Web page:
What potential do governments, corporations, organizations, and individuals have to restructure energy performance? 

Of Power’s (authority’s) many sites, power (energy) holds a special place.   Beyond their linguistic identity lies a complexly entangled history, from Lenin’s famous equation of Communism with “Soviet power plus electrification,” to America’s recent war for oil in Iraq.  Over the last century, the nation’s patchwork of energy grids has been shaped by and helped shape its ruling machines, from community councils to regulated monopolies, to markets and smart-grid feedback networks.  Consumption has been no less charged, with recent weatherization and efficiency campaigns marking realignments between governments, corporations, NGO's and citizens.  
These agents of power are deeply interconnected. Governments not only regulate, but incentivize and showcase energy efficiency.  Utilities are transforming into insured, de-regulated distributors and de-coupled efficiency managers rather than commodity producers.  Corporations lobby politicians and advertise sustainable product lines for concerned consumers.  They expand frontiers of marketing and production while being pushed to account for the externalities of energy production such as pollution and global warming.   International NGO’s and grass-roots activists raise awareness and influence policy.  Media spins tangible narratives around visceral price shocks, oil spills, and natural disasters.  Effective alliances between disparate factions cut across public and private sectors and shift over time with changes in technology and the larger political climate.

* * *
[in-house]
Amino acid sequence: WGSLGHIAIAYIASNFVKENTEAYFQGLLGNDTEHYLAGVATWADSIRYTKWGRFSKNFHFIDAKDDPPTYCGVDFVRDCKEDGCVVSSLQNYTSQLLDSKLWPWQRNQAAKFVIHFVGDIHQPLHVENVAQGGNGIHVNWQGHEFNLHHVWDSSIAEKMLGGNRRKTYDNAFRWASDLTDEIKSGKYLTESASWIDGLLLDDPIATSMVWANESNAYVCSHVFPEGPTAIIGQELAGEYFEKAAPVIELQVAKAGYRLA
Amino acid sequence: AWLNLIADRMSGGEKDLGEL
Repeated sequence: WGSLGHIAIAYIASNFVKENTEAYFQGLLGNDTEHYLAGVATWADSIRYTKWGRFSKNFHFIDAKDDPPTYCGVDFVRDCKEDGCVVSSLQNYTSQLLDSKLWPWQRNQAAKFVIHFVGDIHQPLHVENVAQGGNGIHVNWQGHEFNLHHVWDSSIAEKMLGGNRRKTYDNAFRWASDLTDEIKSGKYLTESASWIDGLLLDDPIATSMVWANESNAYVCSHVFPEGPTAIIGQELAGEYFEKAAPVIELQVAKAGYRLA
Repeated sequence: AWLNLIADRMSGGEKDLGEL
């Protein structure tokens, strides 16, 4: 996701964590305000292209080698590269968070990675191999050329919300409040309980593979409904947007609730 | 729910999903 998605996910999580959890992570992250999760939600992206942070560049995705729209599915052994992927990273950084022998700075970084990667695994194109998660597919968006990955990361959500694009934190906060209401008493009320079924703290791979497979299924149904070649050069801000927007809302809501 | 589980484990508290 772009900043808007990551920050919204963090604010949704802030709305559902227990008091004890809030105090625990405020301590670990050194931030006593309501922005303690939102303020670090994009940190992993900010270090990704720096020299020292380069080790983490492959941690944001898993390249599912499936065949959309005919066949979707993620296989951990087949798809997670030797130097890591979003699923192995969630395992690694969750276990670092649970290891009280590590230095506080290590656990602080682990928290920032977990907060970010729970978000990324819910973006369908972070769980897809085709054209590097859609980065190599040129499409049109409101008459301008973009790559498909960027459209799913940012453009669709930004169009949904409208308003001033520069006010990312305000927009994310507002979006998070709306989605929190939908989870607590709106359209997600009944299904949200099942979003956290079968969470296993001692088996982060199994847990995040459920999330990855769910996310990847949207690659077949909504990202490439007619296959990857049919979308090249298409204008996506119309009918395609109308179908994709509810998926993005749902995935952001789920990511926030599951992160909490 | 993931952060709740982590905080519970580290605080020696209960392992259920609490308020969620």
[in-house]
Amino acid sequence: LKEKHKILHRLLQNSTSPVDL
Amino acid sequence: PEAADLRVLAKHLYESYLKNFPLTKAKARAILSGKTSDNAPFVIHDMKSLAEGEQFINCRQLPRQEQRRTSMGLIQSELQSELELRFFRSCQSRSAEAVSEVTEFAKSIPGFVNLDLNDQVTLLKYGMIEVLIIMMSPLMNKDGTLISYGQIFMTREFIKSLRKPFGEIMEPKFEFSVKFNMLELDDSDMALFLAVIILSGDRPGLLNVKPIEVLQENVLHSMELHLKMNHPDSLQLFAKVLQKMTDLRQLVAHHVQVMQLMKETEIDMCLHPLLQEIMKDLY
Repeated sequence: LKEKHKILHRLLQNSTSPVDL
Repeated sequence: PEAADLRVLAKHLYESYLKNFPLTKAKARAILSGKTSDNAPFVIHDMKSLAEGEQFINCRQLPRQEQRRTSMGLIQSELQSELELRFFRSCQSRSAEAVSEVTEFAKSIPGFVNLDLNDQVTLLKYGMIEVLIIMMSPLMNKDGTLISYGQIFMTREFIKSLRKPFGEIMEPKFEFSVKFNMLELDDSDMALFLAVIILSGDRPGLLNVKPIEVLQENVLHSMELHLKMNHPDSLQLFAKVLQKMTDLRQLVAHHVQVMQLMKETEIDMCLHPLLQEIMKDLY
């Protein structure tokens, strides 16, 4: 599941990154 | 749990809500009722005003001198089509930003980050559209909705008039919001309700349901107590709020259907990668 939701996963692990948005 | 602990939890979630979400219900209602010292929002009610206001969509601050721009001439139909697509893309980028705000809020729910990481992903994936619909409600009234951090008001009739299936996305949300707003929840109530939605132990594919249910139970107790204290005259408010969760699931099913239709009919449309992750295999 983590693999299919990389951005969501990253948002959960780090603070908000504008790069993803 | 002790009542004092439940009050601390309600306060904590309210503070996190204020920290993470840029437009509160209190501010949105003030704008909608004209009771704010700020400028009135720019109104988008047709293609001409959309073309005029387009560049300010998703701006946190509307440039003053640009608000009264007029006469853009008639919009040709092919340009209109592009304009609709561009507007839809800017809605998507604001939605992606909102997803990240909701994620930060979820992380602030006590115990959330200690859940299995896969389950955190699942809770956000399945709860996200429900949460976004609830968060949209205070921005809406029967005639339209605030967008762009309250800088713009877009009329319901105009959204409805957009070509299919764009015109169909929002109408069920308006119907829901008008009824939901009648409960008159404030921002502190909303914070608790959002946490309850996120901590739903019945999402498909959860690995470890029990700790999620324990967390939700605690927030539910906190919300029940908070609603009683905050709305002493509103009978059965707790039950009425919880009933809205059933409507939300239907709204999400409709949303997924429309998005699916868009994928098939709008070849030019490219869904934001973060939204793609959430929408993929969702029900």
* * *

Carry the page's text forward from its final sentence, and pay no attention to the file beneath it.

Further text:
So the question becomes which kind of alliances are we going to construct.  If energy schemes distribute resources and profits, then who sets, who is served by, and who is responsible for achieving our energy objectives? How are constituencies—from tax payers to shareholders—cultivated and how do they direct energy reform? How do we make decisions about power democratically?
Architecture is often both a product of these contingent alignments and a ploy to overturn them.  From WPA dams to mid-century air-conditioned office towers, from the Hudson Yards rezoning to the World Trade Center site, fluid formations of public and private capital have been drawn together in constructing new forms of civic enclosure.    Public infrastructures are re-purposed by changing ideas of the street, and re-routed by Nimby interests.  Cities jockeying for Olympic bids and lucrative tax bases brand themselves with high-profile architectural symbols. In the shadow of energy crises, architects imagine the face of social reform, variously grappling with nostalgic images of stability, organizing bureaucracies that normalize professional standards, and giving shape to new configurations of authority.  Given these strategies, how can architecture articulate new spaces of power? As architects, what kind of response is within our power?